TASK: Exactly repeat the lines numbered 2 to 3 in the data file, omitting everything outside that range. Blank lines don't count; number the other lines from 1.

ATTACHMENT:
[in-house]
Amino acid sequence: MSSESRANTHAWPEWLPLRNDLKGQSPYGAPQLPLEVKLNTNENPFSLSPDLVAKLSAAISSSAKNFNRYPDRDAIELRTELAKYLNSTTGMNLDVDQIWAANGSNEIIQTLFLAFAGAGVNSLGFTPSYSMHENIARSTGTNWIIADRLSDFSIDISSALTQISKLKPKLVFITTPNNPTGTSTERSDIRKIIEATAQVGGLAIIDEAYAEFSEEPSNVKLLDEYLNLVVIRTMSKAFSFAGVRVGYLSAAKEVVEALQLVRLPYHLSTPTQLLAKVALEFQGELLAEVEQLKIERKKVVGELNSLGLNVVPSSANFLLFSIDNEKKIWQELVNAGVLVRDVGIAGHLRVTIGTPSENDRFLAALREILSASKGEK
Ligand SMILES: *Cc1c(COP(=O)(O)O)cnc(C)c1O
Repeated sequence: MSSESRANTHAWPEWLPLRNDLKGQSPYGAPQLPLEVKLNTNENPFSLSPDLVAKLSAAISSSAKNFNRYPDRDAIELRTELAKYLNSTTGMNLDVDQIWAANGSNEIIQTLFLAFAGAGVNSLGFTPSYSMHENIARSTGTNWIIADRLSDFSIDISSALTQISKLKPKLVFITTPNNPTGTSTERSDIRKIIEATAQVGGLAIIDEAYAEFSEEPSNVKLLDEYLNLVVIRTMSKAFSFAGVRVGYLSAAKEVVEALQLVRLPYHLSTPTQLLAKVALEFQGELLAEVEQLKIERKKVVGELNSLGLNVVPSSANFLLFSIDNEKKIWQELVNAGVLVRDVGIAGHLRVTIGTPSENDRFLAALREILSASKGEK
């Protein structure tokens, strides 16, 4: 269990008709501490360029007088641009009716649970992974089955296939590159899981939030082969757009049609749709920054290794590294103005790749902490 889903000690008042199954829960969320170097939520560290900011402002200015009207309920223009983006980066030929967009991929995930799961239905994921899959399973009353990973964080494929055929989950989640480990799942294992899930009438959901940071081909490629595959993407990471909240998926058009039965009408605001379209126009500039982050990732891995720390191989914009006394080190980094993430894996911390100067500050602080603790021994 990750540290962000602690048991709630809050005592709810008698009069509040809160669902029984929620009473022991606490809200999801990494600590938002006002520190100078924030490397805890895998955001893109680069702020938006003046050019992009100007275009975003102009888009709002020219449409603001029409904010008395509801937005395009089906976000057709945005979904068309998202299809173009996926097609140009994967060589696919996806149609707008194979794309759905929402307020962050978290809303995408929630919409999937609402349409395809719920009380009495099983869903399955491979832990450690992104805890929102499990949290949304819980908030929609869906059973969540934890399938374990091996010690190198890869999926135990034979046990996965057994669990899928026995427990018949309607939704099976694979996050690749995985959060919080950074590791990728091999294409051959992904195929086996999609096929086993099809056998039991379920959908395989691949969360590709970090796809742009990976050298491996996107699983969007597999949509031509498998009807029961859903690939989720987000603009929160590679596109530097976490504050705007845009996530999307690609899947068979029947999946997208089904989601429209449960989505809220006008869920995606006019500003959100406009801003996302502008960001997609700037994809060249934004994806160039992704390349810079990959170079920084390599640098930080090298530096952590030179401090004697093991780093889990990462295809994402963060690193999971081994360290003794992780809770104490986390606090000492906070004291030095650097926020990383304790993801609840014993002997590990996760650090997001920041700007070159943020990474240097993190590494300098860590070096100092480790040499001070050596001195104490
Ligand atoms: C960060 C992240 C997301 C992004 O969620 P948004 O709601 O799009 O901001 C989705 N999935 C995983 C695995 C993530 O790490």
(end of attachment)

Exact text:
Amino acid sequence: MSSESRANTHAWPEWLPLRNDLKGQSPYGAPQLPLEVKLNTNENPFSLSPDLVAKLSAAISSSAKNFNRYPDRDAIELRTELAKYLNSTTGMNLDVDQIWAANGSNEIIQTLFLAFAGAGVNSLGFTPSYSMHENIARSTGTNWIIADRLSDFSIDISSALTQISKLKPKLVFITTPNNPTGTSTERSDIRKIIEATAQVGGLAIIDEAYAEFSEEPSNVKLLDEYLNLVVIRTMSKAFSFAGVRVGYLSAAKEVVEALQLVRLPYHLSTPTQLLAKVALEFQGELLAEVEQLKIERKKVVGELNSLGLNVVPSSANFLLFSIDNEKKIWQELVNAGVLVRDVGIAGHLRVTIGTPSENDRFLAALREILSASKGEK
Ligand SMILES: *Cc1c(COP(=O)(O)O)cnc(C)c1O